The Amateur Radio Emergency Service, which has developed since 1935, is a part of the AmateurRadio Relay League (ARRL) Field Organization.
Part 97 of the FCC’s RULES and REGULATION, which covers the Amateur Radio Service ,states under “Basis and Purpose” in 97.1 (a) that: “Recognition and enhancement of the value of the amateur service to the public as a voluntary non-commercial communication service, particularly with respect to providing emergency communications.”
Amateurs have been involved with Public-service communications, emergency communications, since 1913. In the early days the involvement was unprepared and without any coordination. As stated in the PUBLIC SERVICE COMMUNICATIONS MANUAL, published by the ARRL, “As time progressed, the need for and value of organization became evident, resulting in the establishment of organized trunk lines and net systems; later the Amateur Radio Emergency Service (ARES) and the National Traffic System (NTS) were formed to complete the organization.”
Today, “The Amateur Radio Emergency Service (ARES) consists of licensed amateurs who have voluntarily registered their qualifications and equipment for communications duty in the public service when disaster strikes. Every licensed amateur, regardless of membership in ARRL or any other local or national organization, is eligible for membership in the ARES. The only qualification, other than the possession of an Amateur Radio license, is a sincere desire to serve. Because ARES is an amateur service, only amateurs are eligible for membership. The possession of emergency-powered equipment is desirable, but is not a requirement for membership”.
Policy Regarding Mandatory NIMS/ICS Training
Our operations must comply with the National Incident Management System (NIMS). We operate under the Incident Command System (ICS) when activated.
The Department of Homeland Security (DHS) now requires all volunteers, including Amateur Radio operators to be certificated in at least IS 100,IS 200, IS 700 and IS 800 course material. For non-governmental employees and others without access to classroom instruction, these courses are available as on-line independent-study courses that are free of charge.
THOSE AMATEUR OPERATORS WHO MAY BE DEPLOYED TO EMERGENCY OPERATIONS CENTERS (EOCs), COMMAND POSTS, PUBLIC SAFETY ANSWER POINTS (911 CENTERS) OR OTHER POINTS WHERE INTERFACE WITH EMERGENCY MANAGEMENT OR GOVERNMENT OFFICIALS AT ANY LEVEL IS EXPECTED, ARE REQUIRED TO COMPLETE IS 100, IS 200, IS 700, and IS 800.
Several Amateur Radio operators have voiced public complaints regarding having to take this training. This document serves to make clear the policy of NC Section ARES®/RACES. No one is compelled to take these courses. However, any previously registered ARES/RACES volunteers who have not completed the required training will be listed in our internal records as “non-certified” and will not be deployed to any site during any activation or drill. Any operators who “self-deploy” and are not on the registered lists as “certified” will not participate in activities where certification is required (all activities). ARES/RACES operators who complete the requirements at any time will be re-listed as “certified” in our internal records.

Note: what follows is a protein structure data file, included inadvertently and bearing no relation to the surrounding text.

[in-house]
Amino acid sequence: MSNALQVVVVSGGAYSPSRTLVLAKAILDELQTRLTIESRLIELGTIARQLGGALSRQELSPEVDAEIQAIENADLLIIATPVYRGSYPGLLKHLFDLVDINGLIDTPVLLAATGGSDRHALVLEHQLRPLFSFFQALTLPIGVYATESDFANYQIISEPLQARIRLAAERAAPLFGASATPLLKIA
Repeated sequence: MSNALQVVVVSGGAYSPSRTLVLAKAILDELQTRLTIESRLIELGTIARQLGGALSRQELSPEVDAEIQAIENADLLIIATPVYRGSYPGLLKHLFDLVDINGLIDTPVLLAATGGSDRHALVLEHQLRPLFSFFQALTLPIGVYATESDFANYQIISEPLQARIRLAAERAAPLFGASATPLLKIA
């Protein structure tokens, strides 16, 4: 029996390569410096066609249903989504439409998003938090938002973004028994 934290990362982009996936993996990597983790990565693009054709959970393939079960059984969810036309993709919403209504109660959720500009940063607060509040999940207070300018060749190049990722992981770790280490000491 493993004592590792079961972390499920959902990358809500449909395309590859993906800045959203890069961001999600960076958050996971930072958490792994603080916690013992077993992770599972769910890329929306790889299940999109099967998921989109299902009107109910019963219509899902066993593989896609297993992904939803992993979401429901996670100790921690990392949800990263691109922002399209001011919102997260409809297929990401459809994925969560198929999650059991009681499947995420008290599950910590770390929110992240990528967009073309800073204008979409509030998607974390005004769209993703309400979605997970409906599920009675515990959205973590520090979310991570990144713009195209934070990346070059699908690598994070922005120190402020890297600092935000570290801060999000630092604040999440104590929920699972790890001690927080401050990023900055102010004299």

This is not intended to be an affront to any individuals or groups. It is, however, intended to bring our overall organization into compliance with DHS requirements.
- Two events have changed the training world: 9/11 and Hurricane Katrina.
- During recovery efforts for these two events, We learned that the various agencies and volunteer organizations did not work well together. This training was developed to remedy this situation.
- The agencies we service require this training.
- Required by North Carolina Governor’s Proclamation.
- It’s easy. It takes less than 1/2 a day.
- Federally mandated way for federal, state, and local groups, and also for volunteer groups to communicate with each other.
- It gives us credibility. First, we know how to talk to the government officials. Second, the fact that we have been trained and know the language gives us credibility when we enter a site.
- Emergency entities that receive federal money to pay for equipment must be ICS compliant.
As of July 1, 2010, everyone in North Carolina at the EC level and up must be ICS compliant.
- All North Carolina ARES Appointees and Officials at the EC level or above.
- Any ARES member participating in exercises or real emergencies with any of the served organizations.
North Carolina Emergency Management Training Courses
These courses are mandated by the State of North Carolina. They are developed by the Federal Emergency Management Association (FEMA).
- IS-100b Introduction to Incident Command System
- IS-200b Single Resources and Initial Action Incidents
- IS-700.a National Incident Management System (NIMS)
- IS-800.c National Response Plan
(If you have already had an 800 course, you do not have to take it again)
Some EOCs require additional courses. For example, Pitt and Orange counties require IS-300 and IS-400. All Emergency Coordinators must contact the local Emergency Management department and other agencies served to determine what additional training is needed for their respective county or counties.
For now if we are certified, it’s lifetime.
How to Get the Training
These courses are internet-based self-study. They are available free of charge from the FEMA web site.
Record Keeping and Registration
An invitation will be sent to each NC ARES/RACES appointee with the URL for the database and a unique password allowing access to the database. Registration is simple. It requires your contact information and your ARRL appointment. It features an easy upload mechanism to upload pdf files for each of your course certificates as received from FEMA.
For more information about Ashe County ARES contact: